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Remote Auditing Of Management Standards

Will it change forever?


More from my colleague Tony, this time talking about the new reality of needing to do remote audits in the face of the COVID-19 outbreak where it was always face-to-face before. Over to you Tony ...

Remote auditing was unheard of prior to the COVID-19 outbreak, however, it's becoming more acceptable now!

Remote auditing was unheard of prior to the COVID-19 outbreak, however, it's becoming more acceptable now!

copyright: andreypopov / 123rf

If there's one thing we know about the pandemic, it's that businesses and organisations have had to find ways and means to do things that hitherto seemed unthinkable. At best these new remote auditing methods are in their infancy.

That's not to say the ideas weren't there, or that the technology didn't exist. Just that there's always a good reason not to change. Because, for the large part, we as humans don't like change. I may be the worst ... as a consultant I'm good at suggesting change and better ways for others to do things, but as a person, I'm reluctant to change my own ways.

"The shoeshine who doesn't shine his own shoes even!"

Even before the lockdown restrictions were introduced, businesses were scrambling to make changes to workplaces so that they would be COVID-19 secure and therefore safe for employees to continue working. Most businesses were quick to identify in their risk assessments that non-essential visitors and contractors should not be allowed onto site. The introduction of lockdown just exacerbated things as businesses had to make a judgement on whether they could carry on operating ... those that weren't forcibly closed through legislation, that is.

It was a time of great uncertainty arising from a totally unforeseen event which, apart from the immediate need to keep employees safe and re-arrange working, there was also continuity of supply and the sales order book to worry about. In the midst of all this turmoil, nobody was giving two hoots about auditing management standards such as ISO 9001.

On the other side of the coin, from my point of view as an auditor, I realised in the build up to lockdown that use of public transport and sitting in a room for a day with other people who might be infected with COVID-19 was an unacceptable risk.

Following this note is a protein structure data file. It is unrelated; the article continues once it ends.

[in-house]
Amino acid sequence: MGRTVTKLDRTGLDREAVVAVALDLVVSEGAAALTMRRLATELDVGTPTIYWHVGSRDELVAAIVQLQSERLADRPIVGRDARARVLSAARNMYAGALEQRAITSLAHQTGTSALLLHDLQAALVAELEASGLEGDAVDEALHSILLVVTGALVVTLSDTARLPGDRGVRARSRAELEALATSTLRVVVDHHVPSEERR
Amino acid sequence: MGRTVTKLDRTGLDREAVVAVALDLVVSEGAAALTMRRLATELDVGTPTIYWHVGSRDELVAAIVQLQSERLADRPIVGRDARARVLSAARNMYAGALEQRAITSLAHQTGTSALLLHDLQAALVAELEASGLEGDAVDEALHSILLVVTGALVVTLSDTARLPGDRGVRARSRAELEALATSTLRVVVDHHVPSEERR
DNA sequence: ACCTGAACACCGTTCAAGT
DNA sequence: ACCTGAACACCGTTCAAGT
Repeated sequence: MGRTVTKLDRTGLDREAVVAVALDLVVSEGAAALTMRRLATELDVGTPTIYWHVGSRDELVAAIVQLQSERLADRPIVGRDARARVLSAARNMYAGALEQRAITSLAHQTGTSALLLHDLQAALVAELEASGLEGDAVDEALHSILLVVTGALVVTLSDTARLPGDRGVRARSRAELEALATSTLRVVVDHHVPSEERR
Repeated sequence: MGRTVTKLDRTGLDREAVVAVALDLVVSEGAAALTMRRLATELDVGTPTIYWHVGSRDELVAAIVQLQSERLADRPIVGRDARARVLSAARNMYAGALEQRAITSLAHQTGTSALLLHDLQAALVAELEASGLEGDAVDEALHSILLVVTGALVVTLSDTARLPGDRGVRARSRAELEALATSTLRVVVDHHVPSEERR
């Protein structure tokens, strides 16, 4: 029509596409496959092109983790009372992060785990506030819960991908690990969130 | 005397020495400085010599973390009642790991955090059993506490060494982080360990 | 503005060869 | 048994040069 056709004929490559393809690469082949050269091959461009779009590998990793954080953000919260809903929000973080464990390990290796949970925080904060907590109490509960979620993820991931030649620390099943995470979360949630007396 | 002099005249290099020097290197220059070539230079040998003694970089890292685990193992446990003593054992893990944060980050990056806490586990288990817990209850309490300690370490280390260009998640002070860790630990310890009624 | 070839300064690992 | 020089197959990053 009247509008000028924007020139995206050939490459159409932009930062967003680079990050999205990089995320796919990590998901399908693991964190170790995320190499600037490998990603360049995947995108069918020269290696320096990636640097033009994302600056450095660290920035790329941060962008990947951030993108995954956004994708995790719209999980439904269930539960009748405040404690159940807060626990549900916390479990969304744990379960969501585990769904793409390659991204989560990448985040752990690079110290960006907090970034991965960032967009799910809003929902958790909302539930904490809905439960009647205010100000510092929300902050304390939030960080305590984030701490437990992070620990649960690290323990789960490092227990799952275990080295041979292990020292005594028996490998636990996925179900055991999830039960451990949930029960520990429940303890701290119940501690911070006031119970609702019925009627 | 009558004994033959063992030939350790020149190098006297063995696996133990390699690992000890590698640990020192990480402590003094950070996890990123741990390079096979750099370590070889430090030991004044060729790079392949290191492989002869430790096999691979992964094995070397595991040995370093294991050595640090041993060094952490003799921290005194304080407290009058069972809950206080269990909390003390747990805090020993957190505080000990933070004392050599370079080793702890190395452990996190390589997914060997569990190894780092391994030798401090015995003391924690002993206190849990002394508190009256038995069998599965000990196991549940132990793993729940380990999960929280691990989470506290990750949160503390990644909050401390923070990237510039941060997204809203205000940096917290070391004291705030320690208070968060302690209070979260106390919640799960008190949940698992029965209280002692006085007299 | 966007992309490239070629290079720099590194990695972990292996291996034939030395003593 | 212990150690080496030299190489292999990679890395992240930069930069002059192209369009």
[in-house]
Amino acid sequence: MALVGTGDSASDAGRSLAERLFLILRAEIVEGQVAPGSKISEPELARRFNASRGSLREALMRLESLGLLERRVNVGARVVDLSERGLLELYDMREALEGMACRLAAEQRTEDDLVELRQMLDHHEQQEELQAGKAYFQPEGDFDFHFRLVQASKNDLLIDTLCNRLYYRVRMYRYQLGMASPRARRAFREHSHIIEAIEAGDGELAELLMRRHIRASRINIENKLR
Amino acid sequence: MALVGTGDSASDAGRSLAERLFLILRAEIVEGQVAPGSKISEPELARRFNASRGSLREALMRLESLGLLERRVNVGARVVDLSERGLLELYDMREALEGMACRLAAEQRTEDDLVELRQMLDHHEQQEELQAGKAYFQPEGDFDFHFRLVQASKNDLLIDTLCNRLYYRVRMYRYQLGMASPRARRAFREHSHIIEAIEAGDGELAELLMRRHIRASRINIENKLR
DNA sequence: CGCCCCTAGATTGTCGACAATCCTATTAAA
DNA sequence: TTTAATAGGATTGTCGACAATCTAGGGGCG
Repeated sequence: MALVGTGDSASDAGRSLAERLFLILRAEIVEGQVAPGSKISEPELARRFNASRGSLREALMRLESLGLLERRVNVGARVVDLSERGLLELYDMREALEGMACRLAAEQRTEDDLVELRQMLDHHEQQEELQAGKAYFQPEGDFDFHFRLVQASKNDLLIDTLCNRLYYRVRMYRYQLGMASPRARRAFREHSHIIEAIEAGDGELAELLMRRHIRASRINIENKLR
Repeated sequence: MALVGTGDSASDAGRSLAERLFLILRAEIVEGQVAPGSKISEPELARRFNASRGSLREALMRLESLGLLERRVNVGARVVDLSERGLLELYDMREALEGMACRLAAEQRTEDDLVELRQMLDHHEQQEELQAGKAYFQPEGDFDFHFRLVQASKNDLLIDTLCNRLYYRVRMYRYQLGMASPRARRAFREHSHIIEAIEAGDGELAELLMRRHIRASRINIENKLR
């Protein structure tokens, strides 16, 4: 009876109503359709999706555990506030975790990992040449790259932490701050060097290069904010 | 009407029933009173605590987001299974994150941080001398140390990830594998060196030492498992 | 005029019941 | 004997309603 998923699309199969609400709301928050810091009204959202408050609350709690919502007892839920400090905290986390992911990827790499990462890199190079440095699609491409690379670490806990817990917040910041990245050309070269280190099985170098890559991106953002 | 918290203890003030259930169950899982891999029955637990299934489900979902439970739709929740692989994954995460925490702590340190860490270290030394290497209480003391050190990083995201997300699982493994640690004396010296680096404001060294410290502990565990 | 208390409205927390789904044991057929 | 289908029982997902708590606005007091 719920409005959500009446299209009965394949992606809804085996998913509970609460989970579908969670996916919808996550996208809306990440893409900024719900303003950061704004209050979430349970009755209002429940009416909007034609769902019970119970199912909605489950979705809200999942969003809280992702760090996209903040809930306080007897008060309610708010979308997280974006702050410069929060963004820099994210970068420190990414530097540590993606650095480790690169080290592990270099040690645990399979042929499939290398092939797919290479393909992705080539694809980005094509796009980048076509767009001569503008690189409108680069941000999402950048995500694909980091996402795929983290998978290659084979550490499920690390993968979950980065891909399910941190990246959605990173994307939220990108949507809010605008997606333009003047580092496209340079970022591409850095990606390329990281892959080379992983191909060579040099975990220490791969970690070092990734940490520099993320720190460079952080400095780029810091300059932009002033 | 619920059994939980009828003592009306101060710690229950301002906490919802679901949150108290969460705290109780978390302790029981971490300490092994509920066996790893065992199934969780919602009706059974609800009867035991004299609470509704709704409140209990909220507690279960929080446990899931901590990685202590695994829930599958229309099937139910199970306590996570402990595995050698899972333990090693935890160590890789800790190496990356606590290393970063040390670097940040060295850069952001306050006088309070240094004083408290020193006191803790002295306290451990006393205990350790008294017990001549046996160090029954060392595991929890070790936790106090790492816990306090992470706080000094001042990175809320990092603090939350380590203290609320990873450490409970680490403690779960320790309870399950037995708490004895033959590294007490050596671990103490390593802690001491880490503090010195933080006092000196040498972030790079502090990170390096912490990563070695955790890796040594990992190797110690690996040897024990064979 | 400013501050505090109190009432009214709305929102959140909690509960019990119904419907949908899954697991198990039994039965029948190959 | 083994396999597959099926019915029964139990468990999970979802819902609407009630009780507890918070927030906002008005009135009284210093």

Many others felt the same way. Notified bodies started to take a similar stance as they risk-assessed the growing threat from the virus and didn't want to subject their auditors to unnecessary risk.

It's probably fair to say that whilst lockdown restrictions endure, most businesses have put their internal auditing programme on hold (apart from perhaps auditing their COVID-19 protocol for safe working).

Not great news for us consultant auditors, but given the extraordinary circumstances, nobody should have an issue with this, provided that the audit plan has been revised and endorsed with the reason for change.

"External assessments by notified bodies, however, have
been a different story!"

In terms of continuing assessments, prior to the pandemic, remote audits were very rare. Now, like so many other institutions, the force for change has come to the fore and wherever possible, continuing assessments are taking place by video conference.

This experience hasn't been flawless though. In my first remote audit with a notified body, I was told they 'weren't allowed to host any video conferencing' and that it was 'down to the client to organise'. OK, well I thought I was paying for a service here ... then after 10 minutes we realised that the assessor's microphone on his laptop wasn't working. So much for that.